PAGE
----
family descends to the eldest son; practically, it is exercised by the strongest member of the family—who is most likely an uncle of the heir—around whom the other members group themselves as dependents. The position of the women is not essentially different from that of the women of the working-classes in Europe. The work is divided between the two sexes about as it is in Europe, and the women are not called upon to do men's work, except in case of need, while the men are willing enough to help in the peculiar women's work whenever they can make themselves useful and have nothing better to do, provided no strangers are in sight. Polygamy is freely allowed, and as many alliances as possible are formed by the head of the family, as a means of strengthening his influence and conciliating his neighbors and rivals. The provisions of matrimonial alliances are carefully considered and guarded, so that each family may receive all the honor it is entitled to, and neither shall get the advantage of the other. Slavery exists in a mild form, but the sale of slaves seldom occurs. Children are taken into the council of their parents, and are consulted about important matters from a very early age; and the parent will seldom disregard the advice of his child, or exercise constraint upon him in any matter except indirectly and in the most gentle way.
The most wealthy cattle-owners number their herds by the thousand head. It is impossible to keep them all in one place, and they are therefore distributed at different stations under the charge of particular herdsmen. The herdsman's position is a considerable one, and brings with it privileges enough to make it desirable. The cattle are not distinguished by any specific marks, and the owner's only means of recognizing them is by his personal acquaintance with them. This requires him to be continually on the watch, and to go frequently the round of the stations to inspect them, else his herdsmen might make some of them their own. Most owners become extremely skillful in noticing and recognizing the individual peculiarities of their animals.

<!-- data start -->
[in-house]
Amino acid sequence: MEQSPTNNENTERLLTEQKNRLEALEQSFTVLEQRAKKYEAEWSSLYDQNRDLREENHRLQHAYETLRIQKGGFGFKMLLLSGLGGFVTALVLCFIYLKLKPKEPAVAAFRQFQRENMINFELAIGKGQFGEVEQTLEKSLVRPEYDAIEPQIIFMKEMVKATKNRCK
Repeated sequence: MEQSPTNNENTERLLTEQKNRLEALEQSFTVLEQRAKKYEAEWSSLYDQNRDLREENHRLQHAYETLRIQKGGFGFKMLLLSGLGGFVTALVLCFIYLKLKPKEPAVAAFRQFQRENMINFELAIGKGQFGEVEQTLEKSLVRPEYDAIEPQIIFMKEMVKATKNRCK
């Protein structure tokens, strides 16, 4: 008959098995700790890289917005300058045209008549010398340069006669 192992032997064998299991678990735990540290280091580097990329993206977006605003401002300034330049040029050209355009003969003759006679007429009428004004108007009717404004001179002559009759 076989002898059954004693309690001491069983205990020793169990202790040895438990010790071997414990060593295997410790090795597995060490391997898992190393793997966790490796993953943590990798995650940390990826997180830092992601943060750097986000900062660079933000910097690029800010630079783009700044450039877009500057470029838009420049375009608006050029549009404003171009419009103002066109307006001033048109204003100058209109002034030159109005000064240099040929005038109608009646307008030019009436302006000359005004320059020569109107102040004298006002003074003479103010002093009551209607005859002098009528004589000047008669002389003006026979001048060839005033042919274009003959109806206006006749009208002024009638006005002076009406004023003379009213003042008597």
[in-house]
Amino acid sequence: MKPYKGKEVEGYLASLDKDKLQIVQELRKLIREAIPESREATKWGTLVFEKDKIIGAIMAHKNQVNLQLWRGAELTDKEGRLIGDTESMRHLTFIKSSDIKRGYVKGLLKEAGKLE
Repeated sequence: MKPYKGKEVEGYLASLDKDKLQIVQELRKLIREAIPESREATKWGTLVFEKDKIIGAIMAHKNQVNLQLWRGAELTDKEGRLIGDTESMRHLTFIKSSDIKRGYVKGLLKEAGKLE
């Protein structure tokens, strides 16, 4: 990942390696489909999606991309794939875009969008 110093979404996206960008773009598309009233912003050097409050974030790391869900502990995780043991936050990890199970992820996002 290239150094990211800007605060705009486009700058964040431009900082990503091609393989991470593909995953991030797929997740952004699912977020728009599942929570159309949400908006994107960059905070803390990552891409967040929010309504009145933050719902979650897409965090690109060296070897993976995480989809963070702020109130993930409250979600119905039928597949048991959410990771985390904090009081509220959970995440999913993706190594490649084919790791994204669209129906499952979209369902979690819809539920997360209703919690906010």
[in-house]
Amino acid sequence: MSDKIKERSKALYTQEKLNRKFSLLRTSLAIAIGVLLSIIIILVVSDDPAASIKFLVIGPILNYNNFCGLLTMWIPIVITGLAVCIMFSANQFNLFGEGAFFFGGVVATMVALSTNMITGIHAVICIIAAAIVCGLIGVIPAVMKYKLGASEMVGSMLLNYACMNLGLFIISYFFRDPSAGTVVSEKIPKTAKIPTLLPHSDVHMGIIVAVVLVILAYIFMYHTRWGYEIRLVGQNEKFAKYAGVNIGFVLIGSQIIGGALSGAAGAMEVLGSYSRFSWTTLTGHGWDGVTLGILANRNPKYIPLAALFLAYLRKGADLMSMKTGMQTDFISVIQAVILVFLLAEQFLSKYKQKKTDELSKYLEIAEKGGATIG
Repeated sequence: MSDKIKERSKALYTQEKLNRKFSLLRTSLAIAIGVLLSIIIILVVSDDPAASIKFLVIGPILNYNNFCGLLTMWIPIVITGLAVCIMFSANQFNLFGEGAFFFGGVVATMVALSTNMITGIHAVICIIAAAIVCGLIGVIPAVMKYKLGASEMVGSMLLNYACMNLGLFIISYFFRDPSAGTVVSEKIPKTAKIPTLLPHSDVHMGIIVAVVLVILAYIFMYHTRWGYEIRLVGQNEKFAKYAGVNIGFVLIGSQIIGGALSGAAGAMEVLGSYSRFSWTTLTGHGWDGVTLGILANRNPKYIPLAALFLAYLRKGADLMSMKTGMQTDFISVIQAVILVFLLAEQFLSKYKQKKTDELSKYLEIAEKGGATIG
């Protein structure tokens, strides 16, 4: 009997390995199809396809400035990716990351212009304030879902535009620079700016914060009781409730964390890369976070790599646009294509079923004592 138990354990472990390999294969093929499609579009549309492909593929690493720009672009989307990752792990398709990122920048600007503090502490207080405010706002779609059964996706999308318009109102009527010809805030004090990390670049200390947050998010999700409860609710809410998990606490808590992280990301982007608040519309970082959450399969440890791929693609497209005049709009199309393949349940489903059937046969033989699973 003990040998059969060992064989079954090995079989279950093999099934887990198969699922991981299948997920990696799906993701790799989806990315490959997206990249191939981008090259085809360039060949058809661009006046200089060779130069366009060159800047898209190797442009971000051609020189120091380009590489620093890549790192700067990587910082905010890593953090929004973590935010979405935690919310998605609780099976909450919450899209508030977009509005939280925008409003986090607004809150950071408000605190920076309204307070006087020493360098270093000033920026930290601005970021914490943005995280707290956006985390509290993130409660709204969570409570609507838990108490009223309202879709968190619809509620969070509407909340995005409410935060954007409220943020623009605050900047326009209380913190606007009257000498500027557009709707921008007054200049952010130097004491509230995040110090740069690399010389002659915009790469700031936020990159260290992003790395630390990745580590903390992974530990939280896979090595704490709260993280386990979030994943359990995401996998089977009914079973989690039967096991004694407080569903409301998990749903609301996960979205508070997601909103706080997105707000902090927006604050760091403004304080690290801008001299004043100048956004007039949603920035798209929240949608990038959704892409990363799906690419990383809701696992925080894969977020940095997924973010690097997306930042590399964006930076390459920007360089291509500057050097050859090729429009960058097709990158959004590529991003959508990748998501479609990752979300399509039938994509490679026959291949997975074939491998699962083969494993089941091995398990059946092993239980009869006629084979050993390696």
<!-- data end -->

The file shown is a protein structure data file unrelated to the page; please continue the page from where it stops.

The system of inheritance is determined by the circumstances of the country and its customs, which require that the head of the family must be strong and wise enough to maintain his rights. By its operation, when a chief dies and leaves a family of minors, his whole personal estate goes, not to his widow and children, but to the nearest man of might in the family. The cattle and servants become his, and the widow and children become his wife and children, the latter on an equal footing with his own children, so precisely that the language of the country has no word for step-father and step-child. One of the results of the system is that the rich and powerful grow more wealthy and influential the longer they live, while the children and younger members of the family receive nothing as of right. It has, however, become customary for the children to be given particular animals as